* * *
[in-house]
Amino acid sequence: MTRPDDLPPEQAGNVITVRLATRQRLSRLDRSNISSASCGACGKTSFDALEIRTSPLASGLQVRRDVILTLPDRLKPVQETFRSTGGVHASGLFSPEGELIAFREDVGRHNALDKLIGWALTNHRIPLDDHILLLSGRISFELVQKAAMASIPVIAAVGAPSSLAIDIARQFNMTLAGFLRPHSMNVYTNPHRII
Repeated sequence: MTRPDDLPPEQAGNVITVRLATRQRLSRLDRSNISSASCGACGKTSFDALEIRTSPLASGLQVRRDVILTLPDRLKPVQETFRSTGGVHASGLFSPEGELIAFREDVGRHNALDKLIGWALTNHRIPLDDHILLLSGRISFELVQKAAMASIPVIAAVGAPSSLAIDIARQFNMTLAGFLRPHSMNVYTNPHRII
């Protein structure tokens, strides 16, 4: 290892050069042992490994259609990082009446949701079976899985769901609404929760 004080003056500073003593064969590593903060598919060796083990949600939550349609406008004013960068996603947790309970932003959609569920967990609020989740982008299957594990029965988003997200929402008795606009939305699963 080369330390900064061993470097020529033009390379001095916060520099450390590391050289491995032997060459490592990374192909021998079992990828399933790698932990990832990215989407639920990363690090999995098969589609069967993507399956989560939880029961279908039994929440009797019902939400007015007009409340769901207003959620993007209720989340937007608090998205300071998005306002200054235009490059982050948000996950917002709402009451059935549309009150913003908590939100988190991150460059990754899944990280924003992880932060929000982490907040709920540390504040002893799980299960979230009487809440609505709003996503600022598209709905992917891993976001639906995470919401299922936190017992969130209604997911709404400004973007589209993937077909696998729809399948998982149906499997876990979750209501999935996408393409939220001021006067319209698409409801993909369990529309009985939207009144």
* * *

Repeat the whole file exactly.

[in-house]
Amino acid sequence: MTRPDDLPPEQAGNVITVRLATRQRLSRLDRSNISSASCGACGKTSFDALEIRTSPLASGLQVRRDVILTLPDRLKPVQETFRSTGGVHASGLFSPEGELIAFREDVGRHNALDKLIGWALTNHRIPLDDHILLLSGRISFELVQKAAMASIPVIAAVGAPSSLAIDIARQFNMTLAGFLRPHSMNVYTNPHRII
Repeated sequence: MTRPDDLPPEQAGNVITVRLATRQRLSRLDRSNISSASCGACGKTSFDALEIRTSPLASGLQVRRDVILTLPDRLKPVQETFRSTGGVHASGLFSPEGELIAFREDVGRHNALDKLIGWALTNHRIPLDDHILLLSGRISFELVQKAAMASIPVIAAVGAPSSLAIDIARQFNMTLAGFLRPHSMNVYTNPHRII
């Protein structure tokens, strides 16, 4: 290892050069042992490994259609990082009446949701079976899985769901609404929760 004080003056500073003593064969590593903060598919060796083990949600939550349609406008004013960068996603947790309970932003959609569920967990609020989740982008299957594990029965988003997200929402008795606009939305699963 080369330390900064061993470097020529033009390379001095916060520099450390590391050289491995032997060459490592990374192909021998079992990828399933790698932990990832990215989407639920990363690090999995098969589609069967993507399956989560939880029961279908039994929440009797019902939400007015007009409340769901207003959620993007209720989340937007608090998205300071998005306002200054235009490059982050948000996950917002709402009451059935549309009150913003908590939100988190991150460059990754899944990280924003992880932060929000982490907040709920540390504040002893799980299960979230009487809440609505709003996503600022598209709905992917891993976001639906995470919401299922936190017992969130209604997911709404400004973007589209993937077909696998729809399948998982149906499997876990979750209501999935996408393409939220001021006067319209698409409801993909369990529309009985939207009144």